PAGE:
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Food Chemistry 139 (2013) 326–331

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Anticancer activity and mediation of apoptosis in human HL-60 leukaemia cells by edible sea cucumber (Holothuria edulis) extract
W.A.J.P. Wijesinghe a, You Jin Jeon a,⇑, Perumal Ramasamy b, Mohd Effendy A. Wahid c,
Charles S. Vairappan b,⇑ a b c School of Marine Biomedical Sciences, Jeju National University, Jeju 690-756, Republic of Korea
Laboratory of Natural Products Chemistry, Institute for Tropical Biology and Conservation, Universiti Malaysia Sabah, Kota Kinabalu 88440, Sabah, Malaysia
Marine Biotechnology Institute, Universiti Malaysia Terengganu, Kuala Terengganu, Terengganu, Malaysia

a r t i c l e

i n f o

Article history:
Received 14 September 2012
Received in revised form 18 January 2013
Accepted 21 January 2013
Available online 4 February 2013
Holothuria edulis
Edible sea cucumber
HL-60 leukaemia cells
Functional food

a b s t r a c t
Sea cucumbers have been a dietary delicacy and important ingredient in Asian traditional medicinal over many centuries. In this study, edible sea cucumber Holothuria edulis was evaluated for its in vitro anticancer potential. An aqueous fraction of the edible sea cucumber (ESC-AQ) has been shown to deliver a strong cytotoxic effect against the human HL-60 leukaemia cell line. An induction effect of apoptotic body formation in response to ESC-AQ treatment was confirmed in HL-60 cells stained with Hoechst 33342 and confirmed via flow cytometry analysis. The up regulation of Bax and caspase-3 protein expression was observed while the expression of Bcl-xL protein was down regulated in ESC-AQ treated HL-60 cells.
Due to the profound anticancer activity, ESC-AQ appears to be an economically important biomass fraction that can be exploited in numerous industrial applications as a source of functional ingredients.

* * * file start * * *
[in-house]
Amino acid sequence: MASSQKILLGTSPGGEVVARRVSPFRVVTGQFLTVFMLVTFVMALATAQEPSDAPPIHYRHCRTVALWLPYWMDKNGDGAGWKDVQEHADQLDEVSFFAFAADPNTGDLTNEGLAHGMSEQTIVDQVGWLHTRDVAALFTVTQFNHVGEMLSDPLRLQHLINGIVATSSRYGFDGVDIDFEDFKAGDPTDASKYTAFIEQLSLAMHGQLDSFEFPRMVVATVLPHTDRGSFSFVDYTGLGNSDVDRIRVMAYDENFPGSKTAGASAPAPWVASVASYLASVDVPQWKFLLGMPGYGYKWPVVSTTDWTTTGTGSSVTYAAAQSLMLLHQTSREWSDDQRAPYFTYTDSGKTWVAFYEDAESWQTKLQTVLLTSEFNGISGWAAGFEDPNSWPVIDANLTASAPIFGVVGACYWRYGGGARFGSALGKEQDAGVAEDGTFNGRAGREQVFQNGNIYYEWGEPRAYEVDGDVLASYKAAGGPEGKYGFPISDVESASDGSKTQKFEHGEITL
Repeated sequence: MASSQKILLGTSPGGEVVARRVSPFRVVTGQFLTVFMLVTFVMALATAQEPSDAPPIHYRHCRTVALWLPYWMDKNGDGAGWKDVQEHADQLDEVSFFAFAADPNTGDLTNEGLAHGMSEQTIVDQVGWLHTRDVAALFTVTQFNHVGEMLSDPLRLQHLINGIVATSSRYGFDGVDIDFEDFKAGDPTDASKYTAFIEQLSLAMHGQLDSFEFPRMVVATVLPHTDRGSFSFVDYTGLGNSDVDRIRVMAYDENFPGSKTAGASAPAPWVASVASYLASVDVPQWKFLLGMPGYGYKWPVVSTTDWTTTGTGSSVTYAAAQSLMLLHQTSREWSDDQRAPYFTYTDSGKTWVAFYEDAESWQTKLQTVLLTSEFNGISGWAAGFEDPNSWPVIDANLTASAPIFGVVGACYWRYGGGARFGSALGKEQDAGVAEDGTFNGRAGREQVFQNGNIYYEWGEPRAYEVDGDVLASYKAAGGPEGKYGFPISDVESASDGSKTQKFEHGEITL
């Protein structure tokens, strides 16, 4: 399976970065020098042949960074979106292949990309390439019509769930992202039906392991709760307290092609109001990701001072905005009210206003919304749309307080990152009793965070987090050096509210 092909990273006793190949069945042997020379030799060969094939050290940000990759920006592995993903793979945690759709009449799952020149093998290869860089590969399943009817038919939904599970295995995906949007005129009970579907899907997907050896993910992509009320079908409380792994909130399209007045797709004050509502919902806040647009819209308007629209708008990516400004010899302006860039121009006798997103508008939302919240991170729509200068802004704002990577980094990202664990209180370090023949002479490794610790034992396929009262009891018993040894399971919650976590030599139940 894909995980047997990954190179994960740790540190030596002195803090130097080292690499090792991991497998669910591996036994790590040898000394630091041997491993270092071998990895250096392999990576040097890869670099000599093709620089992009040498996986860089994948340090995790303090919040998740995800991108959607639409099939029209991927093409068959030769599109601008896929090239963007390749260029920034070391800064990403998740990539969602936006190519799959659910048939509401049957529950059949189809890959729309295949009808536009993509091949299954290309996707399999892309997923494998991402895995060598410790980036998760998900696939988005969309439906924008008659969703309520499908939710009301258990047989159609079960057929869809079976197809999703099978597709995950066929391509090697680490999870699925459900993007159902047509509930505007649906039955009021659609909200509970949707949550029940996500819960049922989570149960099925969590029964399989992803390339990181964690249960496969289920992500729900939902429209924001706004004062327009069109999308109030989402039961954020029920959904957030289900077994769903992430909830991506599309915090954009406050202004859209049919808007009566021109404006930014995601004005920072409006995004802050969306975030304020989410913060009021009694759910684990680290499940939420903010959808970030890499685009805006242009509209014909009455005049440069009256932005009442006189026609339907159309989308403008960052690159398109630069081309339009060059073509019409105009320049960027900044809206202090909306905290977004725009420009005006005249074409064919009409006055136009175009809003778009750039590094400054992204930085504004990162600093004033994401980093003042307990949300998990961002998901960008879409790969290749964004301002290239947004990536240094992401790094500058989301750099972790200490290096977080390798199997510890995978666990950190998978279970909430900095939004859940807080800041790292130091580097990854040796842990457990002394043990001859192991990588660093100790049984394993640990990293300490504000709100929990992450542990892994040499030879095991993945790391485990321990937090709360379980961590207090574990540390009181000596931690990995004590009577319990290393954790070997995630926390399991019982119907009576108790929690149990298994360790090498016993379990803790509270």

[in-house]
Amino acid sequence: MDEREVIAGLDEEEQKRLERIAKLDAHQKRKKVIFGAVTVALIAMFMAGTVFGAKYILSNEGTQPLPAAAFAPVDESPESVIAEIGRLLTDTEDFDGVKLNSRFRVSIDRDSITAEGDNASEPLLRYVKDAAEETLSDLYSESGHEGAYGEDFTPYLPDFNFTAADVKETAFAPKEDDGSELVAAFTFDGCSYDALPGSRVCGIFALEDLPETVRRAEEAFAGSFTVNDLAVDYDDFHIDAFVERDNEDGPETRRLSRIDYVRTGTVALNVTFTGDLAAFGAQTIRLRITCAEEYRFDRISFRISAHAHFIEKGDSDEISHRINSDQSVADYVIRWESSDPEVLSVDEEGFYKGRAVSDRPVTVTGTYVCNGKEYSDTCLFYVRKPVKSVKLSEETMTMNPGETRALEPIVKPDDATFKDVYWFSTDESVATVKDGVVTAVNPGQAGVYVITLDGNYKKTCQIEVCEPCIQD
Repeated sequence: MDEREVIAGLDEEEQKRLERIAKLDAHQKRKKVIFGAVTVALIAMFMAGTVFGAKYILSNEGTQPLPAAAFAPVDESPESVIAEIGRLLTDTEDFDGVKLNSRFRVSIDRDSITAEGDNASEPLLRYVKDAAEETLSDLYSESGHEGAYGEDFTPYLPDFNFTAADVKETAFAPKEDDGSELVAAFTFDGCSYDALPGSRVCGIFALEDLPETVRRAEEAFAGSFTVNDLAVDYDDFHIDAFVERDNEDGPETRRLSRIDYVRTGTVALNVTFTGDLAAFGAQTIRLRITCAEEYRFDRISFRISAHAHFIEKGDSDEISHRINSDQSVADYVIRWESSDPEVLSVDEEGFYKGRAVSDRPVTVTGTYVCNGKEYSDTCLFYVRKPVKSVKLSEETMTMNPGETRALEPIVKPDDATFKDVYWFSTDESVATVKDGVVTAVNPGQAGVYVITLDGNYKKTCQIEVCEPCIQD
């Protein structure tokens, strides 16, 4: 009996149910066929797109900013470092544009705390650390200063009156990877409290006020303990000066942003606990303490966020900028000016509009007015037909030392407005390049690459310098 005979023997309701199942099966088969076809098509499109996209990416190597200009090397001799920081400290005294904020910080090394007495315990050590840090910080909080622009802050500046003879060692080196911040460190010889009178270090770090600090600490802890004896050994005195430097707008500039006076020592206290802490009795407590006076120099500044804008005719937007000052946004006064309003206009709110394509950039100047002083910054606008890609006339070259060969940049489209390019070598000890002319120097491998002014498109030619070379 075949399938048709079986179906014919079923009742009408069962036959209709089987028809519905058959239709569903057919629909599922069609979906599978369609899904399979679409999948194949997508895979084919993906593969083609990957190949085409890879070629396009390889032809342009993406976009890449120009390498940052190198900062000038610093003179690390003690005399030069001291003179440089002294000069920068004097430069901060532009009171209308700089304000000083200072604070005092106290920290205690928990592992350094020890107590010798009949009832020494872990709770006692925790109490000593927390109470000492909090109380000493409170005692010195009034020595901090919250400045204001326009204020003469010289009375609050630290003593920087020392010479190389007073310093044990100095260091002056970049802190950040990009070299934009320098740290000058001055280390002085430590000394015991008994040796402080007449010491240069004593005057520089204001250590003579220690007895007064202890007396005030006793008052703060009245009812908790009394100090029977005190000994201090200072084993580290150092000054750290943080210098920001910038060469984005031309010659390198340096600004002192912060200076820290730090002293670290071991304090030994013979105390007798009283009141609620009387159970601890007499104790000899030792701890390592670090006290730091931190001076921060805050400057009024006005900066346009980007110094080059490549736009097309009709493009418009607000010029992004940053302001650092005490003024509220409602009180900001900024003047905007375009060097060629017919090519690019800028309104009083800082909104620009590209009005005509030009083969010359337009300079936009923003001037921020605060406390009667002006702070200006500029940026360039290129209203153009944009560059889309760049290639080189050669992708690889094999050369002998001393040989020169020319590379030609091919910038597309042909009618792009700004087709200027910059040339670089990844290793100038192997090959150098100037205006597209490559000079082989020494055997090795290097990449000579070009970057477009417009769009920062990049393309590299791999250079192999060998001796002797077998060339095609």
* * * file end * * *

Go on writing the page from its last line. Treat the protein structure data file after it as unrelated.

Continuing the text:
Ó 2013 Elsevier Ltd. All rights reserved.

1. Introduction
Sea cucumbers, also known as Holothuroids (Holothuroidea), are marine invertebrates found in the benthic areas and deep seas.
They are a diverse group of flexible, elongated, worm-like organisms, with a leathery skin and gelatinous body, resembling cucumber (Bordbar, Anwar, & Saari, 2011). Sea cucumbers are one of many marine animals underutilised as food, particularly among the Asian population (Taiyeb-Ali, Zainuddin, Swaminathan, & Yaacob, 2003). They are traditionally consumed raw, dried and boiled in many tropical and subtropical countries (Ozer, Mol, & Varlik,
2004). In addition, sea cucumbers have also been popular as a traditional food tonic in China, Korea and Taiwan for thousands of years (Chen et al., 2011; Wu et al., 2012). These marine invertebrates are usually processed into a dried product which are ranked as high, medium or low in terms of their commercial value based on their species, abundance, appearance, odour, colour, thickness of the body wall and main market demand (Wen, Hu, & Fan,
2010). Sea cucumbers are believed to exert wound healing and reduce arthritis pain in humans, hence are widely used in Asian folk medicine (Aminin, 2001; Mamelona et al., 2007). In addition, re-

⇑ Corresponding authors. Tel.: +82 64 754 3475; fax: +82 64 756 3493 (Y.J. Jeon), tel.: +60 88 320000x2397; fax: +60 88 320291 (C.S. Vairappan).
E-mail addresses: (Y.J. Jeon), (C.S. Vairappan).
0308-8146/$ - see front matter Ó 2013 Elsevier Ltd. All rights reserved. cent scientific evidence supporting their importance as nutraceuticals and functional foods has attracted interest from nutritionists, pharmacologists and the general public (Zhong, Khan, & Shahidi,
2007). Therapeutic properties and medicinal benefits of sea cucumbers can be linked to the presence of a wide array of bioactives especially triterpene